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ASUS ROG Maximus VIII Formula (Intel Z170) Motherboard Review

By: Steven Bassiri | Socket LGA 1150/1151 in Motherboards | Posted: Mar 2, 2016 2:19 pm
TweakTown Rating: 93%Manufacturer: ASUS

Packaging and Overview

 

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The Maximus VIII Formula's box is very similar to that of the Maximus VIII Extreme. Packaging reveals that the motherboard and all the accessories are well protected from the elements.

 

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There are plenty of accessories: 8x SATA 6Gb/s cables, SLI bridge, IO shield, 12-in-1 ROG cable-labels, Q-connector, ROG door hanger, CPU installation tool, ROG fan label, m.2 screws, 2T2R Wi-Fi antennas, 80cm RGB extension cable, and software DVD/user manuals.

 

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The ASUS Maximus VIII Formula has seven fan header circled in red, and a fan extension header circled in blue. All fan headers are PWM or DC mode and can be configured in the UEFI or through Windows. ASUS's fan control is top notch, and you can choose which temperature sensors control which fans.

 

The sleek gray/black shield covers most of the Maximus VIII Formula, and some hints of silver are present, but they vanish when the motherboard is installed in a case. A strip of translucent plastic near the VRM, the area with "FORMULA" on the center of the motherboard, and the ROG logo on the PCH are all lit by RGB LEDs, and the effect is quite magnificent.

 

I was surprised to find that ASUS provides a metal back shield like they did on their TUF series motherboards. The backside shield helps strengthen the PCB and cools the back of the CPU VRM with some heat pads.

 

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The IO panel on the Maximus VIII Formula carries six USB 3.0 ports, PS/2 keyboard/mouse, HDMI, DisplayPort, USB 3.1 Type-A, USB 3.1 Type-C, a 1Gbit NIC port, clear CMOS, BIOS flashback, two Wi-Fi antenna connectors, and S/PDIF with gold plated TOSLINK for audio output.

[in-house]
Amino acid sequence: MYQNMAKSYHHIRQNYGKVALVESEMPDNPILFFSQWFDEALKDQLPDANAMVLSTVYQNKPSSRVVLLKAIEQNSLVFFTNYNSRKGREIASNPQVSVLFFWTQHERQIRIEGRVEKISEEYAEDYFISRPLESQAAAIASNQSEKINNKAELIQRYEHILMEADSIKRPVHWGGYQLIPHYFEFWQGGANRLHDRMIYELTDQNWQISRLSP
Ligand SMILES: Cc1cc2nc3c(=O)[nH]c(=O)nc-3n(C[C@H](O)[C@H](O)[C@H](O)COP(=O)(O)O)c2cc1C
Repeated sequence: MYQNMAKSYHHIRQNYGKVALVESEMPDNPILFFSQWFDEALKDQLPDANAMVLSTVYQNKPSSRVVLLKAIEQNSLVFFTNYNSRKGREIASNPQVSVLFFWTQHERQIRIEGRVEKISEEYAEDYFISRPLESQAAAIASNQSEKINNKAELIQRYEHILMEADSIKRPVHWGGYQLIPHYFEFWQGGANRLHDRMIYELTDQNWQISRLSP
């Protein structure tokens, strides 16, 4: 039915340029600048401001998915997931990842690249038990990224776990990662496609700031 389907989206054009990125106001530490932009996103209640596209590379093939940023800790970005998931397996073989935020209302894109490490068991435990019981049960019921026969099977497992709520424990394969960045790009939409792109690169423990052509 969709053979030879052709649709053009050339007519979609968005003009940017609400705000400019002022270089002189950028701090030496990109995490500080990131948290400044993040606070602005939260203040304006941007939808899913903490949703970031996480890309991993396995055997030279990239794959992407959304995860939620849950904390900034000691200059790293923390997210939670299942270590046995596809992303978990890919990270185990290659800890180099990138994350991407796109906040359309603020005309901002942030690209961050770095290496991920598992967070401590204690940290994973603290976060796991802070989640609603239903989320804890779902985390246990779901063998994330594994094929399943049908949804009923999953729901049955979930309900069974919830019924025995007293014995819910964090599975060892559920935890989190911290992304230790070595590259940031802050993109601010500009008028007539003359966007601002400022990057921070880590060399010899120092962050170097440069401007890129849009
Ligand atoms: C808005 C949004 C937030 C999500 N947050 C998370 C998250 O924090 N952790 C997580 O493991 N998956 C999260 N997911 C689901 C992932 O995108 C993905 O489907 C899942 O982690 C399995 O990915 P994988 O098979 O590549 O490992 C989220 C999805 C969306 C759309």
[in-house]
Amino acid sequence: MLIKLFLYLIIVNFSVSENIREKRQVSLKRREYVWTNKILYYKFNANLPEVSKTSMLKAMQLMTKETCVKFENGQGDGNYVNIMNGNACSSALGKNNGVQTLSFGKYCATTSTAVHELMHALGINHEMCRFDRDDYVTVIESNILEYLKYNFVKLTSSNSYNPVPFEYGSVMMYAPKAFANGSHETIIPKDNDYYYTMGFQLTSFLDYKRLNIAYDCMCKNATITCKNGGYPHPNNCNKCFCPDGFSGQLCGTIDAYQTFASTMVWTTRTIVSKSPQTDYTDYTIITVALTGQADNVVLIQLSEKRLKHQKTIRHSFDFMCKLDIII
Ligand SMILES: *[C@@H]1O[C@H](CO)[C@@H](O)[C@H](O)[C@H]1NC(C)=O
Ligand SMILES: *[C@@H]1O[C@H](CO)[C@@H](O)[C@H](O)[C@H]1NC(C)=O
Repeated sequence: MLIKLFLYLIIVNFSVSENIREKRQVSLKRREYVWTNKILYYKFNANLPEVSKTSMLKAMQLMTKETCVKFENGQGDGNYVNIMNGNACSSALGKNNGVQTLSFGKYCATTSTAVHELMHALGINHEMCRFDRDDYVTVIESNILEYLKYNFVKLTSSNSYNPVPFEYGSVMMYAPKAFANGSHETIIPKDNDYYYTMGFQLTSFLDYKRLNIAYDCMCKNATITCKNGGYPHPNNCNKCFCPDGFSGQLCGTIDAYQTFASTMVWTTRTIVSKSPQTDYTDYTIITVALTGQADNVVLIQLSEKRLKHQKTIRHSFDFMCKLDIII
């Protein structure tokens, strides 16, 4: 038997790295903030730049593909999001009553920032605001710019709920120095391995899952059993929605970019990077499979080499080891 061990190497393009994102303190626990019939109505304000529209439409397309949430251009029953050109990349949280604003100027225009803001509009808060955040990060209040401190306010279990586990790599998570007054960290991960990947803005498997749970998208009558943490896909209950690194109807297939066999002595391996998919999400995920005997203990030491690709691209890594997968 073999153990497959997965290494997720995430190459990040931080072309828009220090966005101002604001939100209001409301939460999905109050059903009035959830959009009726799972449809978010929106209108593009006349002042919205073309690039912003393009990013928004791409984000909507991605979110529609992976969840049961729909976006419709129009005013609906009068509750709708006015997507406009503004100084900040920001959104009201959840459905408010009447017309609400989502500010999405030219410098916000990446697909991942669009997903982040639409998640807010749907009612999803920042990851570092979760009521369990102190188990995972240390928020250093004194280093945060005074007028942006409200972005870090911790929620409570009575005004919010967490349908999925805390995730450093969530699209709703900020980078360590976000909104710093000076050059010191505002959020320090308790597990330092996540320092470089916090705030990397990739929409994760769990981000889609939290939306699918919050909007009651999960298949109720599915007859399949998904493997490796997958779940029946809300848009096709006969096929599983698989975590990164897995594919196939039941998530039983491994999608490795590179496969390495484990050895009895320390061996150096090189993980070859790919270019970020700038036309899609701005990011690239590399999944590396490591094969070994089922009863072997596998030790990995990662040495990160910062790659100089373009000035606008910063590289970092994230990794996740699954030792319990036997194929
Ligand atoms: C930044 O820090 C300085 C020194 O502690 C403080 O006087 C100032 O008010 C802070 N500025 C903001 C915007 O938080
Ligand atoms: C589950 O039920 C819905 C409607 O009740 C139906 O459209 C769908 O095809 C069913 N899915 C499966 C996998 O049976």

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The PCI-E layout is quite simple. The first two gray PCI-E 16x slots are wired to the CPU and operate at 16x/0x or 8x/8x for SLI/CrossFireX. The last PCI-E 16x slot is hard wired 4x to the PCH and shared bandwidth with SATA ports 5/6. All the PCI-E 1x slots are PCI-E 2.0 and get their bandwidth from an ASMedia PCI-E bridge.

 

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The U.2, M.2, and SATAExpress1 connectors all share bandwidth, priority is given to the M.2 slot so you might need to configure the BIOS if you are going to use the other connections. The two SATA6Gb/s ports that are part of a darker colored connector come from an ASMedia controller while the remaining gray ones originate from the PCH. I like what ASUS has done with the right angled USB 3.0 header. To install an M.2 drive, you must remove a single screw and then you just pop the cover, revealing the extra-long M.2 slot.

 

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I was very happy to see a POST code display as well as power and reset buttons at the top of the motherboard.

 

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ASUS also provides a MemOK button, a second USB 3.0 internal header, and many other headers at the bottom of the motherboard. The most interesting of which is an RGB LED strip header. Users can control this header and the rest of the RGBs through software in Windows.

 

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ASUS provided a CableMod premium LED lighting strip, and it works very well with the header. I do not think that the retail package comes with the LED strip; it was provided so that reviewers can test the feature.

 

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I did remove the shield from the motherboard.

 

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The heat sink on the VRM is no joke, and the PCH LED is revealed when everything is removed. The back of the PCB is quite bare, and I was very surprised to find that the audio divide is not illuminated.

 

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The VRM heat sink is no joke. At close to $400, the Maximus VIII Formula is an expensive motherboard, but I would think some of that cost has gone into collaboration with EKWB. The VRM block isn't your typical motherboard manufacturer VRM water block with a hollowed out heat pipe. Instead, there are microchannels, o-rings, and proper fittings. Even if you don't put water in there, it will still cool the VRM quite well.

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